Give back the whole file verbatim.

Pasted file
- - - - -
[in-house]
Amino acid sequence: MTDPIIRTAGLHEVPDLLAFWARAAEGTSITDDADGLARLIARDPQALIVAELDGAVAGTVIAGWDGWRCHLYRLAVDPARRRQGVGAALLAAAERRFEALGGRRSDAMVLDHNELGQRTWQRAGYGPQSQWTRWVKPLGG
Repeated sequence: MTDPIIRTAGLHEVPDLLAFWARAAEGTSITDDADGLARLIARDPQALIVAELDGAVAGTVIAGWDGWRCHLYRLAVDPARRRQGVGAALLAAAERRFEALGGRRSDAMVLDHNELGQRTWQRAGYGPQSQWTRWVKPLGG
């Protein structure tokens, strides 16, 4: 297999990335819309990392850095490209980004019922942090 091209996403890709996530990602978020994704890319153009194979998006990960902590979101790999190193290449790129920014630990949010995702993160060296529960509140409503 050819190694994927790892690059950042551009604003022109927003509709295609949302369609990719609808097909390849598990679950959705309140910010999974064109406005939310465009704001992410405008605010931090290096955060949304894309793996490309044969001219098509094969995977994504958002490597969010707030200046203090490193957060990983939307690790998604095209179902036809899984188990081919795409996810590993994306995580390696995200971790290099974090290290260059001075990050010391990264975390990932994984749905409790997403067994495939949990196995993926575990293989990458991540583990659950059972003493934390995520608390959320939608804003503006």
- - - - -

[in-house]
Amino acid sequence: MTDPIIRTAGLHEVPDLLAFWARAAEGTSITDDADGLARLIARDPQALIVAELDGAVAGTVIAGWDGWRCHLYRLAVDPARRRQGVGAALLAAAERRFEALGGRRSDAMVLDHNELGQRTWQRAGYGPQSQWTRWVKPLGG
Repeated sequence: MTDPIIRTAGLHEVPDLLAFWARAAEGTSITDDADGLARLIARDPQALIVAELDGAVAGTVIAGWDGWRCHLYRLAVDPARRRQGVGAALLAAAERRFEALGGRRSDAMVLDHNELGQRTWQRAGYGPQSQWTRWVKPLGG
């Protein structure tokens, strides 16, 4: 297999990335819309990392850095490209980004019922942090 091209996403890709996530990602978020994704890319153009194979998006990960902590979101790999190193290449790129920014630990949010995702993160060296529960509140409503 050819190694994927790892690059950042551009604003022109927003509709295609949302369609990719609808097909390849598990679950959705309140910010999974064109406005939310465009704001992410405008605010931090290096955060949304894309793996490309044969001219098509094969995977994504958002490597969010707030200046203090490193957060990983939307690790998604095209179902036809899984188990081919795409996810590993994306995580390696995200971790290099974090290290260059001075990050010391990264975390990932994984749905409790997403067994495939949990196995993926575990293989990458991540583990659950059972003493934390995520608390959320939608804003503006």